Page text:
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Bitter-sweet/Semi-sweet chocolate

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Any difference between bitter or semi sweet chocolate when baking? Can't seem to find bitter-sweet chocolate but lots of semi. Recipe calls for bitter. Can I use semi and get same results?

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  1. Bitter Sweet chocolate has a higher cocoa/lower sugar content than does semi sweet. For baking, most people use Baker's BRand Semi Sweet chocolate. They do make a bitter sweet chocolate but it is hard to find. YOu can easily find Lindt Excellence or Surfin or if you really like bittersweet chocolate, try Lindt 70%. I think Ghirardelli may make a bitter sweet as well.

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    1. re: David Siegel
      c
      Caitlin McGrath

      Semisweet chocolate will work fine; the flavor of your baked goods will differ in that it will be a bit sweeter and less deep/dark in chocolate flavor than with bittersweet; some people prefer that. I've noticed that some cookbooks and publications consider them interchangeable for baking (i.e., your choice to make based on flavor, but they'll behave the same for baking purposes), so that's a good sign for you. The Lindt bars mentioned above are not too hard to find in supermarket candy sections, where they usually run about $2-2.50 for 3.5 oz. I usually see the Ghirardelli bittersweet bars in the baking section. And if you want to lay in supplies for the future, you can certainly buy all kinds over the internet. Callebaut is good for baking and not outrageously priced.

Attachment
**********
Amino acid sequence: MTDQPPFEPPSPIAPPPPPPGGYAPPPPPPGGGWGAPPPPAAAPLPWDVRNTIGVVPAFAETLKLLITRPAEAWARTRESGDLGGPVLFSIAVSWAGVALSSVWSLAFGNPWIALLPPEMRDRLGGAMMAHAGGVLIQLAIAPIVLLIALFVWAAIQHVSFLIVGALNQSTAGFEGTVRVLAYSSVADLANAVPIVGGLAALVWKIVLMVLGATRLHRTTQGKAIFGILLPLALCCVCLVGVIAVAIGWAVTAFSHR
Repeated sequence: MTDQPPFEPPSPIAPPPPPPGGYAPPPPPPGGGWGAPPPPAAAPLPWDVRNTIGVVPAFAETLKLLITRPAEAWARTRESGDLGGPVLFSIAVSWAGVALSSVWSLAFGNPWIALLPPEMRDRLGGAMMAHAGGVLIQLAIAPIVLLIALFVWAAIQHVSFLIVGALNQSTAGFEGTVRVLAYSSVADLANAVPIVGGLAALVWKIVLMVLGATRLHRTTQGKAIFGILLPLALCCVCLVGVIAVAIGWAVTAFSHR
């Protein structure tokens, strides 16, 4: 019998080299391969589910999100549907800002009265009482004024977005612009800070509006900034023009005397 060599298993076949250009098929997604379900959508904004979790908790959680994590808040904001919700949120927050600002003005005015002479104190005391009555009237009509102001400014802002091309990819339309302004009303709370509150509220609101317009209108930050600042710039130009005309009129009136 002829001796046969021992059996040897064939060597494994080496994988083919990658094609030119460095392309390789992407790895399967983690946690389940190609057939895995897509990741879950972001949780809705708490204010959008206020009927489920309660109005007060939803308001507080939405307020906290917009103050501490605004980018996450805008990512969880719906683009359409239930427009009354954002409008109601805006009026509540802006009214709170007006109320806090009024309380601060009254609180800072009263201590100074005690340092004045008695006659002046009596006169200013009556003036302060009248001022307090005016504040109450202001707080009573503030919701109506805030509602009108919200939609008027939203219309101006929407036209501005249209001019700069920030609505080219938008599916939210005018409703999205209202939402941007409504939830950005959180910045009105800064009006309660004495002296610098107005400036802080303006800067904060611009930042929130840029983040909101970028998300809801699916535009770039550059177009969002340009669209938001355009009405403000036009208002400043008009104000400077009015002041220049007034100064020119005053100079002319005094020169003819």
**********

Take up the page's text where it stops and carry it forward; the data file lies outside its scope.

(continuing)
2. I always thought that semi and bitter-sweet chocolate were interchangeable, but I read that bitter-sweet had less sugar. I now use bitter-sweet chocolate from Trader Joes--because it's much cheaper than buying it at a supermarket. Avoid Baker's chocolate, not only does it taste bad, but it has a gritty texture.